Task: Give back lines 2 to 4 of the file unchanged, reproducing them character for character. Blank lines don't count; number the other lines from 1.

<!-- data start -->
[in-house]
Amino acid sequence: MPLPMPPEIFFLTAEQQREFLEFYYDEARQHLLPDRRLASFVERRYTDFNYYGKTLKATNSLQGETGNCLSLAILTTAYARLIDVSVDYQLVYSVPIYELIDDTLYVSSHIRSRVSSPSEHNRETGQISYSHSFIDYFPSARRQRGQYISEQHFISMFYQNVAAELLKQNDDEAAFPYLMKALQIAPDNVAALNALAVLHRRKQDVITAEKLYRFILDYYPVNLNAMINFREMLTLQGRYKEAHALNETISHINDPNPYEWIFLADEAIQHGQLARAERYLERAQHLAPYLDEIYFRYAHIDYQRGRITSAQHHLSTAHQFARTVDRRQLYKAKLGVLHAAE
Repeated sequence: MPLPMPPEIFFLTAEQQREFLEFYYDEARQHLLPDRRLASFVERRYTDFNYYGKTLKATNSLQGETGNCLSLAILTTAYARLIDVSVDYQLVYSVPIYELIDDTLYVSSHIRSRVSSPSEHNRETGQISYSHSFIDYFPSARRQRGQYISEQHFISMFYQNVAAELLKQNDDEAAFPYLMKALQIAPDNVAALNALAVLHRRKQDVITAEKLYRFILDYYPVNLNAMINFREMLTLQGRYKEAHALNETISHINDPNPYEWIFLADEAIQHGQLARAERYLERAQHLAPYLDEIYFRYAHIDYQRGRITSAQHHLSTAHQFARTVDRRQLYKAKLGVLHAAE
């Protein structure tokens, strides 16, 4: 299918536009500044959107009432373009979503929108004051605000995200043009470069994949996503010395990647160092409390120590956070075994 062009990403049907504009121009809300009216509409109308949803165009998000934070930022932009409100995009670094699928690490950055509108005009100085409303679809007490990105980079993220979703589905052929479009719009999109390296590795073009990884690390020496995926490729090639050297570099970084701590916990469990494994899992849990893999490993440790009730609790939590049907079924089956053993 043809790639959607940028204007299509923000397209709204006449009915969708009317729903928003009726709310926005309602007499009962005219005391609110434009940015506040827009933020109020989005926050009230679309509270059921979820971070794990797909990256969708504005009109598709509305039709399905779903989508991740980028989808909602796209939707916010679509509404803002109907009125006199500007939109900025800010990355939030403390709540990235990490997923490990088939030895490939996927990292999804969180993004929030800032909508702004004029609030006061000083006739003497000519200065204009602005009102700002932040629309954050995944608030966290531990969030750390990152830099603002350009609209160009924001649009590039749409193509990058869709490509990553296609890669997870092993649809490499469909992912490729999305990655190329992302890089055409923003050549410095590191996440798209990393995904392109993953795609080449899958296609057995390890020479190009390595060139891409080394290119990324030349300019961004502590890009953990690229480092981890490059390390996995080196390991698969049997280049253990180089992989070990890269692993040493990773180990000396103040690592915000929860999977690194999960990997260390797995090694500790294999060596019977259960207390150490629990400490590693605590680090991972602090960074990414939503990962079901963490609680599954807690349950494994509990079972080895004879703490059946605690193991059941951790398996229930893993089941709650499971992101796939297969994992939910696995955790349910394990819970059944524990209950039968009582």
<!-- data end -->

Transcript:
Amino acid sequence: MPLPMPPEIFFLTAEQQREFLEFYYDEARQHLLPDRRLASFVERRYTDFNYYGKTLKATNSLQGETGNCLSLAILTTAYARLIDVSVDYQLVYSVPIYELIDDTLYVSSHIRSRVSSPSEHNRETGQISYSHSFIDYFPSARRQRGQYISEQHFISMFYQNVAAELLKQNDDEAAFPYLMKALQIAPDNVAALNALAVLHRRKQDVITAEKLYRFILDYYPVNLNAMINFREMLTLQGRYKEAHALNETISHINDPNPYEWIFLADEAIQHGQLARAERYLERAQHLAPYLDEIYFRYAHIDYQRGRITSAQHHLSTAHQFARTVDRRQLYKAKLGVLHAAE
Repeated sequence: MPLPMPPEIFFLTAEQQREFLEFYYDEARQHLLPDRRLASFVERRYTDFNYYGKTLKATNSLQGETGNCLSLAILTTAYARLIDVSVDYQLVYSVPIYELIDDTLYVSSHIRSRVSSPSEHNRETGQISYSHSFIDYFPSARRQRGQYISEQHFISMFYQNVAAELLKQNDDEAAFPYLMKALQIAPDNVAALNALAVLHRRKQDVITAEKLYRFILDYYPVNLNAMINFREMLTLQGRYKEAHALNETISHINDPNPYEWIFLADEAIQHGQLARAERYLERAQHLAPYLDEIYFRYAHIDYQRGRITSAQHHLSTAHQFARTVDRRQLYKAKLGVLHAAE
């Protein structure tokens, strides 16, 4: 299918536009500044959107009432373009979503929108004051605000995200043009470069994949996503010395990647160092409390120590956070075994 062009990403049907504009121009809300009216509409109308949803165009998000934070930022932009409100995009670094699928690490950055509108005009100085409303679809007490990105980079993220979703589905052929479009719009999109390296590795073009990884690390020496995926490729090639050297570099970084701590916990469990494994899992849990893999490993440790009730609790939590049907079924089956053993 043809790639959607940028204007299509923000397209709204006449009915969708009317729903928003009726709310926005309602007499009962005219005391609110434009940015506040827009933020109020989005926050009230679309509270059921979820971070794990797909990256969708504005009109598709509305039709399905779903989508991740980028989808909602796209939707916010679509509404803002109907009125006199500007939109900025800010990355939030403390709540990235990490997923490990088939030895490939996927990292999804969180993004929030800032909508702004004029609030006061000083006739003497000519200065204009602005009102700002932040629309954050995944608030966290531990969030750390990152830099603002350009609209160009924001649009590039749409193509990058869709490509990553296609890669997870092993649809490499469909992912490729999305990655190329992302890089055409923003050549410095590191996440798209990393995904392109993953795609080449899958296609057995390890020479190009390595060139891409080394290119990324030349300019961004502590890009953990690229480092981890490059390390996995080196390991698969049997280049253990180089992989070990890269692993040493990773180990000396103040690592915000929860999977690194999960990997260390797995090694500790294999060596019977259960207390150490629990400490590693605590680090991972602090960074990414939503990962079901963490609680599954807690349950494994509990079972080895004879703490059946605690193991059941951790398996229930893993089941709650499971992101796939297969994992939910696995955790349910394990819970059944524990209950039968009582």